0621 GMT November 15, 2018
Stick to a regular bedtime routine
The buzz phrase is sleep hygiene, meaning don’t do anything during the day that might inhibit your sleep later on, and slow down at bedtime. So avoid naps, and go to bed and get up at roughly the same time each day. Enjoy your night-time routine: have a hot bath (it raises your body temperature, which helps you nod off), switch off your devices at least 40 minutes before you turn in, read a book, play soothing music or listen to a ‘nodcast’.
Don’t check the clock
Part of what keeps us awake at night is stress about being awake. So resist the temptation to clock-watch, which can make you anxious: instead, luxuriate in feeling comfortable, safe and warm. Revisit happy memories and tell yourself that you will still function fine tomorrow.
If you really can’t sleep, get up
If you often lie awake for more than half an hour, either when you first go to bed or if you wake in the night, get up and make yourself comfortable somewhere else with a book or some music. Return to bed when you feel tired — this will help you associate bed with sleep and not with wakefulness.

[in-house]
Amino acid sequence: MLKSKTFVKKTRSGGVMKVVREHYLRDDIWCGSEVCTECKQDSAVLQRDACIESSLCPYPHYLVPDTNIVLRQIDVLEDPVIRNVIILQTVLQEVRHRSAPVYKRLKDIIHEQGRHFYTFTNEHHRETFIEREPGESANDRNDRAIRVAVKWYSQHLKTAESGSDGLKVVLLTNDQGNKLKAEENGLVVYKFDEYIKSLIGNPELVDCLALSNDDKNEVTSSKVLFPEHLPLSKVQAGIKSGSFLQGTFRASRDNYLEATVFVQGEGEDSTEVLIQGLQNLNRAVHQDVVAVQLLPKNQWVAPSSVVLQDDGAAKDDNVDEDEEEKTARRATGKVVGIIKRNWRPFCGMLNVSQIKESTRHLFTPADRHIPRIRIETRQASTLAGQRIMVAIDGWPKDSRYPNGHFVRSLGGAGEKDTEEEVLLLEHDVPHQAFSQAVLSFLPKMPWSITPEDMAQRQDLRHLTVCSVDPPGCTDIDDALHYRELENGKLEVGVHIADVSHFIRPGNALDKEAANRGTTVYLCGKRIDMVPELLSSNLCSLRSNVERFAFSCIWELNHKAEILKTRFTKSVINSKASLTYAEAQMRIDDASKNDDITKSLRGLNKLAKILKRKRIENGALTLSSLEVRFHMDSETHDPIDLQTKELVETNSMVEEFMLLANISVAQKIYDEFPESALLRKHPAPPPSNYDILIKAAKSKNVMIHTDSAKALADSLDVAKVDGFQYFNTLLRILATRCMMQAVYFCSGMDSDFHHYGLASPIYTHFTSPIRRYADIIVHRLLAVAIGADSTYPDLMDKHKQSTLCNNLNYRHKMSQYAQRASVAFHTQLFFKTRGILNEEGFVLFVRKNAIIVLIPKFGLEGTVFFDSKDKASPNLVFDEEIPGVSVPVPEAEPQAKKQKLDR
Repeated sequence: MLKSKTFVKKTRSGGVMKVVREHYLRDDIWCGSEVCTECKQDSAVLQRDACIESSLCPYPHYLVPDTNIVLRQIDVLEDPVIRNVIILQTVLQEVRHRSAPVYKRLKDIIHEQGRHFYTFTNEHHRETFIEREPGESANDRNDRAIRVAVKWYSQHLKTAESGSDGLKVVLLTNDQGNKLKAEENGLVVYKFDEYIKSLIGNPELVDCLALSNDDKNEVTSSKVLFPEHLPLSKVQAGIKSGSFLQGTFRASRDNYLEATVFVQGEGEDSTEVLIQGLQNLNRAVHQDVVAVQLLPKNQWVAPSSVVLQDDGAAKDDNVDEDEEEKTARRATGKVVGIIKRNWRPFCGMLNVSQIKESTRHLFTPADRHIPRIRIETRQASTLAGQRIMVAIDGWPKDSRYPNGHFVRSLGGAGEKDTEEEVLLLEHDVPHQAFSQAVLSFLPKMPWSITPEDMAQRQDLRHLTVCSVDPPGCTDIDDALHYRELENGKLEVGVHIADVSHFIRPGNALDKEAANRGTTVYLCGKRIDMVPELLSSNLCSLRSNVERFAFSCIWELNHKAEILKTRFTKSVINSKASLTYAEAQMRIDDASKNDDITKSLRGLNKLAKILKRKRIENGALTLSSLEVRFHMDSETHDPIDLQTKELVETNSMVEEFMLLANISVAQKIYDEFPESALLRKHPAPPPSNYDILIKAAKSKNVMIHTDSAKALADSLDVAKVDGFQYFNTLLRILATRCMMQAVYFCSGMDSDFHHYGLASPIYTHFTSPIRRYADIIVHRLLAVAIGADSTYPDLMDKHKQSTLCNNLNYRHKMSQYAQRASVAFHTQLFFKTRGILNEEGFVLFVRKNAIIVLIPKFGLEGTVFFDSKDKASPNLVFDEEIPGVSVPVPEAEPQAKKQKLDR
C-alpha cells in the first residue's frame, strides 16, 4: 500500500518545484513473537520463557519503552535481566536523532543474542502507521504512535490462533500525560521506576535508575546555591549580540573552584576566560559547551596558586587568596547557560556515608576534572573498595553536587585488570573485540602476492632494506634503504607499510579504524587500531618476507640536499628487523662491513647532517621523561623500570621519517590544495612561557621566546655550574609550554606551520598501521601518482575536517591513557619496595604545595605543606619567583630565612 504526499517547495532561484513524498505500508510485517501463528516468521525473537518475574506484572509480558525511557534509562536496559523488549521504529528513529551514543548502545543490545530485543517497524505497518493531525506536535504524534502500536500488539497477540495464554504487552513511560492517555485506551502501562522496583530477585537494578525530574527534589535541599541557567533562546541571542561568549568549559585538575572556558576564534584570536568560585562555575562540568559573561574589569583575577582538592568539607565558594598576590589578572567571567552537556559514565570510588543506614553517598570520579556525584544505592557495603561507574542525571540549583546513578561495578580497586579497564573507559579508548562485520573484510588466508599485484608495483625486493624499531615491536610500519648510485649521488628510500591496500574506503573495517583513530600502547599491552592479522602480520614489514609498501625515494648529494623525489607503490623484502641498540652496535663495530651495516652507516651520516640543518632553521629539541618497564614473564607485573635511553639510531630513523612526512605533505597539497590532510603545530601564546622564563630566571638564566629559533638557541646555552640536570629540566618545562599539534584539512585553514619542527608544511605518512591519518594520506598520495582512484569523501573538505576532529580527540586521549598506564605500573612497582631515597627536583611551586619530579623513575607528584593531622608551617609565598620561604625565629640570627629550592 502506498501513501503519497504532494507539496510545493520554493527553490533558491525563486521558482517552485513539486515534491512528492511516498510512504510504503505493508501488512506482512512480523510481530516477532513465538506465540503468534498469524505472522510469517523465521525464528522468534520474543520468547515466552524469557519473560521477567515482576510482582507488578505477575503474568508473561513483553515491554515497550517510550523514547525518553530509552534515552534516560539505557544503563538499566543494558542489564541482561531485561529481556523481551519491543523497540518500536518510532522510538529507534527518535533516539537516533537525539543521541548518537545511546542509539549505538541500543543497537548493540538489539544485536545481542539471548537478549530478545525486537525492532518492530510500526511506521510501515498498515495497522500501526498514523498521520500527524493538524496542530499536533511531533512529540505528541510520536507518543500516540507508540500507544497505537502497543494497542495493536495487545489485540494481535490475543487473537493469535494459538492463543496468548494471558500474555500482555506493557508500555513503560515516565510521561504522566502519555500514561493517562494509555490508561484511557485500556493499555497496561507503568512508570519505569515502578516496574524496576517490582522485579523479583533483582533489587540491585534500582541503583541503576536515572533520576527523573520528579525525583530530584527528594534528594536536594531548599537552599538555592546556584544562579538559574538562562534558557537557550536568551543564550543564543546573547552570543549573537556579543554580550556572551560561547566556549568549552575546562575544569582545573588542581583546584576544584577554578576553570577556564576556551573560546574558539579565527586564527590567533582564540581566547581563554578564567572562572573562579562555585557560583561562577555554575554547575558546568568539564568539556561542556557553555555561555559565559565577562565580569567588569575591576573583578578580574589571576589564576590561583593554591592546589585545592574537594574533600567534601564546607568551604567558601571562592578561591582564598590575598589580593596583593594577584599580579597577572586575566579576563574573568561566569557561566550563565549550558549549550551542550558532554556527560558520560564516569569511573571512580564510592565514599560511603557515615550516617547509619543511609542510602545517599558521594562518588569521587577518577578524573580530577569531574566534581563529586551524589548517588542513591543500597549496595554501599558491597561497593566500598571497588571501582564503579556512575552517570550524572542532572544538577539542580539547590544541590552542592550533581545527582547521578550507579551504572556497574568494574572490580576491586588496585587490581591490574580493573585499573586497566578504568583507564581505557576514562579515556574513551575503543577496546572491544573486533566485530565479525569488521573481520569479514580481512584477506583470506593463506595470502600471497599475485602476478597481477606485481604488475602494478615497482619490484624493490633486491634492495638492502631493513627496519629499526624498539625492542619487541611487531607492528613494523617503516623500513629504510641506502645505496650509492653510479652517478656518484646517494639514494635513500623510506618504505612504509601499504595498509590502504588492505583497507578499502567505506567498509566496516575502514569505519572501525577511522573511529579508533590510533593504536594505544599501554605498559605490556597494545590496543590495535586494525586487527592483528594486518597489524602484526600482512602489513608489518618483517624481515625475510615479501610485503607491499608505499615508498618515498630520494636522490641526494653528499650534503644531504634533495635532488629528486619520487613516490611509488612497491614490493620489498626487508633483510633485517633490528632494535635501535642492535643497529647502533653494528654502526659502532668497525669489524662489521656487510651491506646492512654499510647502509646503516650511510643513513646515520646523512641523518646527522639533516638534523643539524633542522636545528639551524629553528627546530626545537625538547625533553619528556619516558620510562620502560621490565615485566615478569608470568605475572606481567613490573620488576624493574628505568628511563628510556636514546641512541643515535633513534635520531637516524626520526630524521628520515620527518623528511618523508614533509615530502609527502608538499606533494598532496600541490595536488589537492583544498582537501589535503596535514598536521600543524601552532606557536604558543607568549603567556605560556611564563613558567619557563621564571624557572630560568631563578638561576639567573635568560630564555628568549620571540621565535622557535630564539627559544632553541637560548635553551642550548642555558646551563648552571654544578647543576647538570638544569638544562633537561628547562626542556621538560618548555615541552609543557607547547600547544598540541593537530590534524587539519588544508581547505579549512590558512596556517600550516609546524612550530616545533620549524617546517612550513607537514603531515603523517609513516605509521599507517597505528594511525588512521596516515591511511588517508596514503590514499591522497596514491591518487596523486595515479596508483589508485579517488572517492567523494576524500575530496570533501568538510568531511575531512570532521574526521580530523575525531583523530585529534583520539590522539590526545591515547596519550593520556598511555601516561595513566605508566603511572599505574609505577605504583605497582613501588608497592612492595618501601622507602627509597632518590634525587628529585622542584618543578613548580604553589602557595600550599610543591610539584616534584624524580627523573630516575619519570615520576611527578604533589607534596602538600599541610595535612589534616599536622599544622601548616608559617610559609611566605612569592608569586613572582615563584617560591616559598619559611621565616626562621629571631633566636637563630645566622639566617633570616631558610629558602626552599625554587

Get the Sleepio App
Available on the NHS if you live in the home counties, and in other areas of the south east from early 2019, Sleepio is a digital program based on cognitive behavioral therapy that helps you discover your ideal personal sleep pattern. Designed to help reduce dependence on sleeping pills, research has shown it can help more than 75 percent of insomnia sufferers achieve normal sleep. If you live outside these areas, it will cost you £15.40 a month.
Keep a sleep diary
Record your sleep habits over a fortnight: when you go to bed, how long it takes you to sleep, whether you wake in the night. Look for patterns you can change — maybe you sleep best when you’ve exercised. A sleep diary can also help a doctor pinpoint what’s wrong. If all else fails, get checked out: insomnia is linked with depression, and for some people sleep disruption is an early sign.